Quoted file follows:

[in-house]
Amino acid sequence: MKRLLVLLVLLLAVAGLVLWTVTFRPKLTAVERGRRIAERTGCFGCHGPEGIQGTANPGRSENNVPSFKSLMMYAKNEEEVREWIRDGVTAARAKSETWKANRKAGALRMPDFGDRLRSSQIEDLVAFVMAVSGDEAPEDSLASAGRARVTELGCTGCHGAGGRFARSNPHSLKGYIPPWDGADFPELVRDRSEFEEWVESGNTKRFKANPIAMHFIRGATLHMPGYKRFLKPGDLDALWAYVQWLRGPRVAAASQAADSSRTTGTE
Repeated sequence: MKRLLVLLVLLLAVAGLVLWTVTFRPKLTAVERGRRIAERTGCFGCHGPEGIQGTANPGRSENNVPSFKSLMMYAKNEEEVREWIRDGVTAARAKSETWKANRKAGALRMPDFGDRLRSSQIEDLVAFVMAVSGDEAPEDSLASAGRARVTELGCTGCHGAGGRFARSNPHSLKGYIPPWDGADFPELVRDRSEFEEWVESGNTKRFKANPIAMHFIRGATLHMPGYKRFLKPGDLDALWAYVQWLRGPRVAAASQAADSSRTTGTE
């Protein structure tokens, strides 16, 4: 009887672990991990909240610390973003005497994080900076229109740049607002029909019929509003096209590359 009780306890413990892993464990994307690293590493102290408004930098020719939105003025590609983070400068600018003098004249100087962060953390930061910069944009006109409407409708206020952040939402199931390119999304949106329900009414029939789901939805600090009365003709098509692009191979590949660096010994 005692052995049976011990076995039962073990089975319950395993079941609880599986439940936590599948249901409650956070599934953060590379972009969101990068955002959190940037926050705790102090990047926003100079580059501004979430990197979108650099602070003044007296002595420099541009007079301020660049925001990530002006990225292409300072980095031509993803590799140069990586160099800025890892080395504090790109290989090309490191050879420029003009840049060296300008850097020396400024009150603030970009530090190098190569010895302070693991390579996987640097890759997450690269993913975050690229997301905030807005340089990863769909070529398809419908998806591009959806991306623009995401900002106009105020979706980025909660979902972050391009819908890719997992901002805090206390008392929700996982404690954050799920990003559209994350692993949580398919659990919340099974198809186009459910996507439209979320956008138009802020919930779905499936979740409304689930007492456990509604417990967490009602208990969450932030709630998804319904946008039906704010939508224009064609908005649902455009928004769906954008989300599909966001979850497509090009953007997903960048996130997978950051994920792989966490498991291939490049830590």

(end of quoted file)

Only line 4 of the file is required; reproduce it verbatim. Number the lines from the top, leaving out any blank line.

């Protein structure tokens, strides 16, 4: 009887672990991990909240610390973003005497994080900076229109740049607002029909019929509003096209590359 009780306890413990892993464990994307690293590493102290408004930098020719939105003025590609983070400068600018003098004249100087962060953390930061910069944009006109409407409708206020952040939402199931390119999304949106329900009414029939789901939805600090009365003709098509692009191979590949660096010994 005692052995049976011990076995039962073990089975319950395993079941609880599986439940936590599948249901409650956070599934953060590379972009969101990068955002959190940037926050705790102090990047926003100079580059501004979430990197979108650099602070003044007296002595420099541009007079301020660049925001990530002006990225292409300072980095031509993803590799140069990586160099800025890892080395504090790109290989090309490191050879420029003009840049060296300008850097020396400024009150603030970009530090190098190569010895302070693991390579996987640097890759997450690269993913975050690229997301905030807005340089990863769909070529398809419908998806591009959806991306623009995401900002106009105020979706980025909660979902972050391009819908890719997992901002805090206390008392929700996982404690954050799920990003559209994350692993949580398919659990919340099974198809186009459910996507439209979320956008138009802020919930779905499936979740409304689930007492456990509604417990967490009602208990969450932030709630998804319904946008039906704010939508224009064609908005649902455009928004769906954008989300599909966001979850497509090009953007997903960048996130997978950051994920792989966490498991291939490049830590």